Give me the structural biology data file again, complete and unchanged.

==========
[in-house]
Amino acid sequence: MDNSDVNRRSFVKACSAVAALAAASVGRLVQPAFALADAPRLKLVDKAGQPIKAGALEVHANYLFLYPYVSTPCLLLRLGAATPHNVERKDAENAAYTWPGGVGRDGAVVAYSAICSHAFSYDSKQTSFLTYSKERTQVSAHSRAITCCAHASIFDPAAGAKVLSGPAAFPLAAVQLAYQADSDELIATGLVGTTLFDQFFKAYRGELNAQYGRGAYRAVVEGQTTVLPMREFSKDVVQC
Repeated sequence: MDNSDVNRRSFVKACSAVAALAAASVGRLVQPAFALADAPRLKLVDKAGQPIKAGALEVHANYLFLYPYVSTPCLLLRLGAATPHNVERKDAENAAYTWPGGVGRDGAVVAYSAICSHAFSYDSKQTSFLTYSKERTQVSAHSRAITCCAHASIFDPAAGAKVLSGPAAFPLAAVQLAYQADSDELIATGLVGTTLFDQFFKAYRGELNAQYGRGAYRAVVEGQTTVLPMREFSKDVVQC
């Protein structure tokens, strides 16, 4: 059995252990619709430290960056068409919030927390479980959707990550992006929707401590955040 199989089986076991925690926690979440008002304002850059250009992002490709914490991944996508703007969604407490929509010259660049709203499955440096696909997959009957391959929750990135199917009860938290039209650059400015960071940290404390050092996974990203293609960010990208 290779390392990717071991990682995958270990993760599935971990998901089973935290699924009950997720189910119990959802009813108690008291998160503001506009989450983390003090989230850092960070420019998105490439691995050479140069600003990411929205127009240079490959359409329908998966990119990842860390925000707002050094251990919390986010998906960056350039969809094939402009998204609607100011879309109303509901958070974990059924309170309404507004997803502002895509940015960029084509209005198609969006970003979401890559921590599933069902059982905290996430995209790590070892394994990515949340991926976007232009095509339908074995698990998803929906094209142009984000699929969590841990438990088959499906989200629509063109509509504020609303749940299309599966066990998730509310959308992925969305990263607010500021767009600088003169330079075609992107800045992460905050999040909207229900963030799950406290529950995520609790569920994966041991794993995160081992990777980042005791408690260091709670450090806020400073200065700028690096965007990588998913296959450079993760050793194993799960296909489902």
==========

[in-house]
Amino acid sequence: MDNSDVNRRSFVKACSAVAALAAASVGRLVQPAFALADAPRLKLVDKAGQPIKAGALEVHANYLFLYPYVSTPCLLLRLGAATPHNVERKDAENAAYTWPGGVGRDGAVVAYSAICSHAFSYDSKQTSFLTYSKERTQVSAHSRAITCCAHASIFDPAAGAKVLSGPAAFPLAAVQLAYQADSDELIATGLVGTTLFDQFFKAYRGELNAQYGRGAYRAVVEGQTTVLPMREFSKDVVQC
Repeated sequence: MDNSDVNRRSFVKACSAVAALAAASVGRLVQPAFALADAPRLKLVDKAGQPIKAGALEVHANYLFLYPYVSTPCLLLRLGAATPHNVERKDAENAAYTWPGGVGRDGAVVAYSAICSHAFSYDSKQTSFLTYSKERTQVSAHSRAITCCAHASIFDPAAGAKVLSGPAAFPLAAVQLAYQADSDELIATGLVGTTLFDQFFKAYRGELNAQYGRGAYRAVVEGQTTVLPMREFSKDVVQC
């Protein structure tokens, strides 16, 4: 059995252990619709430290960056068409919030927390479980959707990550992006929707401590955040 199989089986076991925690926690979440008002304002850059250009992002490709914490991944996508703007969604407490929509010259660049709203499955440096696909997959009957391959929750990135199917009860938290039209650059400015960071940290404390050092996974990203293609960010990208 290779390392990717071991990682995958270990993760599935971990998901089973935290699924009950997720189910119990959802009813108690008291998160503001506009989450983390003090989230850092960070420019998105490439691995050479140069600003990411929205127009240079490959359409329908998966990119990842860390925000707002050094251990919390986010998906960056350039969809094939402009998204609607100011879309109303509901958070974990059924309170309404507004997803502002895509940015960029084509209005198609969006970003979401890559921590599933069902059982905290996430995209790590070892394994990515949340991926976007232009095509339908074995698990998803929906094209142009984000699929969590841990438990088959499906989200629509063109509509504020609303749940299309599966066990998730509310959308992925969305990263607010500021767009600088003169330079075609992107800045992460905050999040909207229900963030799950406290529950995520609790569920994966041991794993995160081992990777980042005791408690260091709670450090806020400073200065700028690096965007990588998913296959450079993760050793194993799960296909489902």